Crowdfunding and Culpability
We’ve talked before, you and I, about all the pitfalls that might decelerate, destroy, or otherwise damage the crowd funding movement that we all hold so dear. We’ve discussed how a high profile project failure might sink this ship, how bad publicity or a clever con man might take the winds of confidence out of its sails. We’ve even talked about how the ever increasing volume of projects might make the site ever harder to navigate. Going over any of these again would be old hat to my loyal readers.
Today, we have a new threat though – let’s call it a torpedo I didn’t see coming.
If you do create a project that fails to deliver, offends a great many people, violates a law, or perhaps ends all life on earth as we know it, is Kickstarter responsible for that in any way? Their answer is an emphatic no.
Really it’s more of an polite but firm chorus of noes. When you sign up for Kickstarter they tell you so, when you back a project they tell you so, when you create a project they tell you so (in triplicate,) and on their blog they discuss it more than once. No one can say that their position isn’t clear. To the best of my knowledge though, this position has never been tested, legally speaking.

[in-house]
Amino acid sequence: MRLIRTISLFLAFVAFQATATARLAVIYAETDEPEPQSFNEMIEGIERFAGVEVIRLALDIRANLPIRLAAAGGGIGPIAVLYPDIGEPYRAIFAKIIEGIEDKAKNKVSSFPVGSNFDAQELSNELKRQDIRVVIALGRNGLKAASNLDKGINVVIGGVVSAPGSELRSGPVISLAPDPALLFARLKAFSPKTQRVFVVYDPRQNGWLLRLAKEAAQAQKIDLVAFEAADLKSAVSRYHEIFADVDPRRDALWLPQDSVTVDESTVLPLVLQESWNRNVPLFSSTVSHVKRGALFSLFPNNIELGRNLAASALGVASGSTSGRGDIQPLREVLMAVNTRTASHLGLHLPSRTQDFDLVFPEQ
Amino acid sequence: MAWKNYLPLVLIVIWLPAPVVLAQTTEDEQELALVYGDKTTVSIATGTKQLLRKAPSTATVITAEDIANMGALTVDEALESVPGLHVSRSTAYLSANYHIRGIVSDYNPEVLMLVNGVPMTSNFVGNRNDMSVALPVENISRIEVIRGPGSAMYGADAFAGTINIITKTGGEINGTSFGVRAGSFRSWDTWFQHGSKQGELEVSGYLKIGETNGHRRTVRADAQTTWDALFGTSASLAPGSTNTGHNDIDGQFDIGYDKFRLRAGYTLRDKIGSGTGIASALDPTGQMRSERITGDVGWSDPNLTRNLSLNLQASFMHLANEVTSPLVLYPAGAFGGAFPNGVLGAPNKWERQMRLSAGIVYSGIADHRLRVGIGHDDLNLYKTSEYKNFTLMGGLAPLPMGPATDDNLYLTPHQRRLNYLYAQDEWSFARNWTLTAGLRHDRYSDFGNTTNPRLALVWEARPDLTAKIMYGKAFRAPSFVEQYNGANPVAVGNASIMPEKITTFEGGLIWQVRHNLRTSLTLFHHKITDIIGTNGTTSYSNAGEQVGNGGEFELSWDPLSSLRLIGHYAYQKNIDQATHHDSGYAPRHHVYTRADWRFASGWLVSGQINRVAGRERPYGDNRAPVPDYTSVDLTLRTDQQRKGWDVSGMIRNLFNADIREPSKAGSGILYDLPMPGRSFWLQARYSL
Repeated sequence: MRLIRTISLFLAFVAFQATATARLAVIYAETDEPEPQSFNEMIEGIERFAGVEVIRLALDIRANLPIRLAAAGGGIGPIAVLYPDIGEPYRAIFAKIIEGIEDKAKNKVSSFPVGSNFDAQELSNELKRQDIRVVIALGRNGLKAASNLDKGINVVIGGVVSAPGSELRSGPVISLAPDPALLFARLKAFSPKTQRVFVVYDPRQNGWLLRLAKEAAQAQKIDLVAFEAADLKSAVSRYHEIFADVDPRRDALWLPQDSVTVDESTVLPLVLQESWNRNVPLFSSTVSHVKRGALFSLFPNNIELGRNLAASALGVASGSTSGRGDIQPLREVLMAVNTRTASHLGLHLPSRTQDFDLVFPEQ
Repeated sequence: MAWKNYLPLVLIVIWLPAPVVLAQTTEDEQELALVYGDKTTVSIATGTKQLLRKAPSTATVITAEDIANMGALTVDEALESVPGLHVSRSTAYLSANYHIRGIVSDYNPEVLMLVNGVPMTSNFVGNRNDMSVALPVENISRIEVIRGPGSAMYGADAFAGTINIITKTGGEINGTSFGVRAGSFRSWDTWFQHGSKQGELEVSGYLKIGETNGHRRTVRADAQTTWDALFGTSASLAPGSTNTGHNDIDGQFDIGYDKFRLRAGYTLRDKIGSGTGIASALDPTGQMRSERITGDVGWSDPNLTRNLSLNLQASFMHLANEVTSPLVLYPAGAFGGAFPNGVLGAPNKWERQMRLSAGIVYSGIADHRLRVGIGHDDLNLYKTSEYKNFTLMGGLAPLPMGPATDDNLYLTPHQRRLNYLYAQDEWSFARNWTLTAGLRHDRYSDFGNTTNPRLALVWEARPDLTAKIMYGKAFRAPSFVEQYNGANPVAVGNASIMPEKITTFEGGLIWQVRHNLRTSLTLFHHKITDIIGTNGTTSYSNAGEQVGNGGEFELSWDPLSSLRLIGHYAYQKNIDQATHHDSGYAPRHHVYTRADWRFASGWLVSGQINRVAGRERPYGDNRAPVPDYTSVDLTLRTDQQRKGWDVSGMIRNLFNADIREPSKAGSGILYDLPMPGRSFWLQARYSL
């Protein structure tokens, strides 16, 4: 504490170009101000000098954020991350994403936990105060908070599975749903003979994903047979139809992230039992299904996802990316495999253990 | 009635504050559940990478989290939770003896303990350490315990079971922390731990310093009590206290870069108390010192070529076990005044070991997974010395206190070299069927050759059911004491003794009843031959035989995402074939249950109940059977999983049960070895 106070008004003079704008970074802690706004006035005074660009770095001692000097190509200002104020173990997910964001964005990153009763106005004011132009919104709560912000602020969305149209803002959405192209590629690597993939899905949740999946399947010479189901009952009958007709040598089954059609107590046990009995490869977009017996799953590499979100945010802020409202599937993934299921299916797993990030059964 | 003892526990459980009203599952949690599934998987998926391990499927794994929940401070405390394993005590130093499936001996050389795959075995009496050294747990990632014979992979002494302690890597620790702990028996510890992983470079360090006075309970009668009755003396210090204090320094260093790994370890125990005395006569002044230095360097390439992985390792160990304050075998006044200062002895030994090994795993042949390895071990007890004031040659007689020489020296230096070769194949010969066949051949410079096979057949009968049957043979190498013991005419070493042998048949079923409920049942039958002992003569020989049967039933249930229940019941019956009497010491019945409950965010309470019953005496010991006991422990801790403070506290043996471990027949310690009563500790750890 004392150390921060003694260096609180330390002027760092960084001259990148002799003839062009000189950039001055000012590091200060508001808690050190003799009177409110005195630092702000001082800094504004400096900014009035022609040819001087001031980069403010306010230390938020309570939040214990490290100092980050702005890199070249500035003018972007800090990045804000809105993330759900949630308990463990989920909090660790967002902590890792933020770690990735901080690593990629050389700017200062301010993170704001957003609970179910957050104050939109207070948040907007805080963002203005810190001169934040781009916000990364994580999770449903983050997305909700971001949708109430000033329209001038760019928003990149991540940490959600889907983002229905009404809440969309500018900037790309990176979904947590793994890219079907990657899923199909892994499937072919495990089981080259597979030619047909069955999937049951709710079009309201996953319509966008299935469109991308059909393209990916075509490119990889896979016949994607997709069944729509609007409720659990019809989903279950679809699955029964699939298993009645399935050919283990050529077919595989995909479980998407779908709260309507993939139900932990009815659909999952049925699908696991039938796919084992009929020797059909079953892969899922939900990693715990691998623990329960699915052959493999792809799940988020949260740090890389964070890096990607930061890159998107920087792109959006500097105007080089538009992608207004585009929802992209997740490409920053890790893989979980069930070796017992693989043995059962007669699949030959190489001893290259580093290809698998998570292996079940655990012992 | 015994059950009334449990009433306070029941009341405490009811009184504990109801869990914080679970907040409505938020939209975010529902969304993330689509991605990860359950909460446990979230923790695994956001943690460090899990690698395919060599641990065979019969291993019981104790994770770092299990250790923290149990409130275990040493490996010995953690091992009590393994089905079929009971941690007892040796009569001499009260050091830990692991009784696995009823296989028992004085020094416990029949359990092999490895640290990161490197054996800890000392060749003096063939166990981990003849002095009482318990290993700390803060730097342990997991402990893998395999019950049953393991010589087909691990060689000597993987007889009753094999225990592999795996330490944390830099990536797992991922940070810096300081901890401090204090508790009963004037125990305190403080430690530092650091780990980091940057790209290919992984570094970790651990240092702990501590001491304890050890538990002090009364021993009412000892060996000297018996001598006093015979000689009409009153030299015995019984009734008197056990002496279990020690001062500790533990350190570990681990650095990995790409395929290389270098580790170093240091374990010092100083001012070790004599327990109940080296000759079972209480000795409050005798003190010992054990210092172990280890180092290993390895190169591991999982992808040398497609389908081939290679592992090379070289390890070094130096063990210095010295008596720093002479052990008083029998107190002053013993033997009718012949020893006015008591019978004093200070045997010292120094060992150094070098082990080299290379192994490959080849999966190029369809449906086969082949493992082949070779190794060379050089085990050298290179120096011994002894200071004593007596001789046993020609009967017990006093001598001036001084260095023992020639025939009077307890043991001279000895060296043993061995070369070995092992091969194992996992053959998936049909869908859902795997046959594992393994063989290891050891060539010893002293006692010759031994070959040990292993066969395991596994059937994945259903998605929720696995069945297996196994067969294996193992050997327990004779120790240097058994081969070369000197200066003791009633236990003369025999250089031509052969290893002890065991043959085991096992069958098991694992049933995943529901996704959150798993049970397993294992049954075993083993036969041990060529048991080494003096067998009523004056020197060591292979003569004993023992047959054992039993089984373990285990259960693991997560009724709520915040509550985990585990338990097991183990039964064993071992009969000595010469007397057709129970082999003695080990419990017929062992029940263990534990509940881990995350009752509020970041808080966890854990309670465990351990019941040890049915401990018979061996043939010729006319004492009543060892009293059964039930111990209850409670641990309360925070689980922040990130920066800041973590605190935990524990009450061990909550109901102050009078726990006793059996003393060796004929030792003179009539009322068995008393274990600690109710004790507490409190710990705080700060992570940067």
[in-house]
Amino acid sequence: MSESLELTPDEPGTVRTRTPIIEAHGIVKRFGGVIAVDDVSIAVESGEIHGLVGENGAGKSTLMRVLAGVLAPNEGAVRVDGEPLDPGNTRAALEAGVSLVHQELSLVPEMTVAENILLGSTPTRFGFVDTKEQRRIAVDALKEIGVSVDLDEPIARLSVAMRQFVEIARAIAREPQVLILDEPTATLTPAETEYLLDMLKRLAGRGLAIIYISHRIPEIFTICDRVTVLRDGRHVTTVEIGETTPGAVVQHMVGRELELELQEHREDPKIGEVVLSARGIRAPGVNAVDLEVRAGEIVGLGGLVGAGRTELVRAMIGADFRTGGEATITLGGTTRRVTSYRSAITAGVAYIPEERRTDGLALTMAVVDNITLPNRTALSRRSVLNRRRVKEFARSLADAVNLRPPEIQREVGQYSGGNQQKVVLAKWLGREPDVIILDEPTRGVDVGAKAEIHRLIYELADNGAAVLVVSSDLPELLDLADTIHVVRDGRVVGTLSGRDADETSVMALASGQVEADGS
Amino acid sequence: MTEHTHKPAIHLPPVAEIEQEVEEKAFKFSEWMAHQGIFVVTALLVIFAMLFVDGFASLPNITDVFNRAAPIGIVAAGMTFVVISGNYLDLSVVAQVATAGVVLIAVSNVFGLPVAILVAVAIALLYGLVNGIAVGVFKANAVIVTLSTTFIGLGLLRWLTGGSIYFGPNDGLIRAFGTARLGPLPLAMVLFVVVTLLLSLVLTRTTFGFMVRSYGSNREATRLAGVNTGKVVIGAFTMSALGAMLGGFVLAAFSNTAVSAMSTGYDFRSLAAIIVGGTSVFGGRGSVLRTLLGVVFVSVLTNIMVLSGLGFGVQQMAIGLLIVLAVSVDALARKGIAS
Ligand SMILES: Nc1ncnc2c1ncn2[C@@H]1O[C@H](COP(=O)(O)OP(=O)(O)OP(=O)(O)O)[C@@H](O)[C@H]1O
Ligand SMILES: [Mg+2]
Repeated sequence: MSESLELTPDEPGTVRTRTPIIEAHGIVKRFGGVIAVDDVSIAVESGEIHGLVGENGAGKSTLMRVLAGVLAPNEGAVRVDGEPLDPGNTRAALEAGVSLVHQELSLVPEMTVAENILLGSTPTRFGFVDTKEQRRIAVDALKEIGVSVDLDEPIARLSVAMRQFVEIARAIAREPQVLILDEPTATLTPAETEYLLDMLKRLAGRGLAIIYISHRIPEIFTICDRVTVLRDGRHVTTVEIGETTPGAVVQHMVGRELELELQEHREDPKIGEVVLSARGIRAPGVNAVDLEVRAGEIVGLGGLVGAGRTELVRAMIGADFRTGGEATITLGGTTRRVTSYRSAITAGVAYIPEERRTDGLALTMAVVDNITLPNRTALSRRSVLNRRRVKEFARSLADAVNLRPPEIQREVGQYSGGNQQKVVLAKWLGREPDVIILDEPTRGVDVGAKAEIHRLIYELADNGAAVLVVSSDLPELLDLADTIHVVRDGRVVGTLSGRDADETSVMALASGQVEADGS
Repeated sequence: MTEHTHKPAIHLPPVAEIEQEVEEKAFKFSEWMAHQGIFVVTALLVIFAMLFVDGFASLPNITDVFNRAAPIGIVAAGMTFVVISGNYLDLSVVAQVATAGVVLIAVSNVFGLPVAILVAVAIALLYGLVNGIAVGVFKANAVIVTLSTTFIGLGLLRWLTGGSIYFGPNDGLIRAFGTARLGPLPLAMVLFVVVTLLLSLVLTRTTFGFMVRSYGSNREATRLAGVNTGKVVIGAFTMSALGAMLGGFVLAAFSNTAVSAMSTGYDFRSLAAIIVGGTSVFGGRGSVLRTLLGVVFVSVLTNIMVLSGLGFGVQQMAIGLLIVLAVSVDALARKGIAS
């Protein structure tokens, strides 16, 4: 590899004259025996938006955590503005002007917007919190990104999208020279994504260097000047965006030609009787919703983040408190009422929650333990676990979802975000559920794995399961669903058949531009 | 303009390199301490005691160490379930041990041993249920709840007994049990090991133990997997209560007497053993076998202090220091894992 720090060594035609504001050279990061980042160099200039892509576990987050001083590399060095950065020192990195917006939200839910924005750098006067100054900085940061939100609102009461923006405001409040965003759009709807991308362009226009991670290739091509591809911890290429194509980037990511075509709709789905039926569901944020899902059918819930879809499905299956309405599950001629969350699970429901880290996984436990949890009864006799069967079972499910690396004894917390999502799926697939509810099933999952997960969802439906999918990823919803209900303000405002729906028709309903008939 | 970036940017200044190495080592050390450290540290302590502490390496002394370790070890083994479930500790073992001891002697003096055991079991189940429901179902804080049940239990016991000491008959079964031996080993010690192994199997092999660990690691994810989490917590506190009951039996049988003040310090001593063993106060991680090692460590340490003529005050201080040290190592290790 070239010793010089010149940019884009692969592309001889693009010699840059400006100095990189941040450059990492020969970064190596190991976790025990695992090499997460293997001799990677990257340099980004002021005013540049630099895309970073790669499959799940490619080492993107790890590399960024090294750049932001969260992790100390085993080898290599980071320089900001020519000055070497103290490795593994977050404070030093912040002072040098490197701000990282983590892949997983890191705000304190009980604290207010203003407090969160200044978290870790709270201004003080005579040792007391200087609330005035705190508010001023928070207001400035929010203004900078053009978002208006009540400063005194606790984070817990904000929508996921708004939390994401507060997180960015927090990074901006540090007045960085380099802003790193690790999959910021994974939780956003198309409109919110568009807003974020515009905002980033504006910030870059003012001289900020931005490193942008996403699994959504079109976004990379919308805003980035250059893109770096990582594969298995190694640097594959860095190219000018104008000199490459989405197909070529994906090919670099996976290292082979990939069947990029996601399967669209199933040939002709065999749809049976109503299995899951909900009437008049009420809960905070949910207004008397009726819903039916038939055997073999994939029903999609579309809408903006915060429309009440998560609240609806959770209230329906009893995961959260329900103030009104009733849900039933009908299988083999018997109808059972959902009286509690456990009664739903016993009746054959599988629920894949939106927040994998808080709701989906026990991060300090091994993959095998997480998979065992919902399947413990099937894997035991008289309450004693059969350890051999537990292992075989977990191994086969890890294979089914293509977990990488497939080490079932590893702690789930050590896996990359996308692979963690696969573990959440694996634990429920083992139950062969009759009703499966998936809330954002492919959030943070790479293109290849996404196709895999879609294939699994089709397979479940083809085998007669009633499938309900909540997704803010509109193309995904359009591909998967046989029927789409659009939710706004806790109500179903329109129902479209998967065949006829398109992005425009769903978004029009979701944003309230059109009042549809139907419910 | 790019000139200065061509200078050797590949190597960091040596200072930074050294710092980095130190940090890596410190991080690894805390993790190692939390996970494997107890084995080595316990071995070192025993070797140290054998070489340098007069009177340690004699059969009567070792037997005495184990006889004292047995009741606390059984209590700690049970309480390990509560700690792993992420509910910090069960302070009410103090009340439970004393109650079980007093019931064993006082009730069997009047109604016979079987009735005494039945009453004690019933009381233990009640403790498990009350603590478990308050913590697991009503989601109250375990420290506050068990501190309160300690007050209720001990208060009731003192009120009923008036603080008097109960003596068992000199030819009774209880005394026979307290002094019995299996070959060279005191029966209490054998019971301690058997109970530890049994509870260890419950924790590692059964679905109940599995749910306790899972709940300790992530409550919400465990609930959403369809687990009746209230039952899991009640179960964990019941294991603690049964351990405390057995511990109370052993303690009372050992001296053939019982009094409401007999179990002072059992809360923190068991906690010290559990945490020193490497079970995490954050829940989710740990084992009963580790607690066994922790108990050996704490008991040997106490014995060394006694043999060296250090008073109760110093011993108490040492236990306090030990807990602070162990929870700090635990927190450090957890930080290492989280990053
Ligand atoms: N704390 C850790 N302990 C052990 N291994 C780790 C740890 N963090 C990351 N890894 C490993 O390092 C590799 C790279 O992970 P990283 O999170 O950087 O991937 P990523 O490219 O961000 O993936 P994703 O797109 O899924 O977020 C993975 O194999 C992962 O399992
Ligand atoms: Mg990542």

A new news story is making the rounds the last couple days; you might have read about it, well – everywhere. 3D Systems is suing Formlabs; both companies are in the 3D printer trade, the former has been doing this since 1986, and the latter since 2011. Formlabs is an MIT spin off, and their greatest claim to fame is their wildly successful Kickstarter that they had, which raised just shy of 3 million dollars, over 3000% of their original goal. It seems that Formlabs thought that all the necessary patents to build what they wanted to build had expired – 3D Systems though thinks differently.
So why do the rest of us care? Kickstarter has been named in the lawsuit.
In the event that the case has merit, will the judge hold Kickstarter accountable as a sales partner that facilitated the crime as the lawsuit suggests, or will they see a blameless funding platform with no dog in the fight as Kickstarter will certainly position themselves? Right now, there is no way to know for sure, but as we have seen in the past, Kickstarter tends to be pretty proactive about these things. Even if they don’t lose a dime to this case, they will likely add a new disclaimer or a new step in the process to protect themselves in the future. That’s the best case scenario.
The worst case scenario would be the death of a company via giant fines. This is unlikely, but possible. In all likelihood, we’ll see something less severe than this; regardless – I’ll be keeping an eye on this story, and let you know if there are any updates, one way or the other.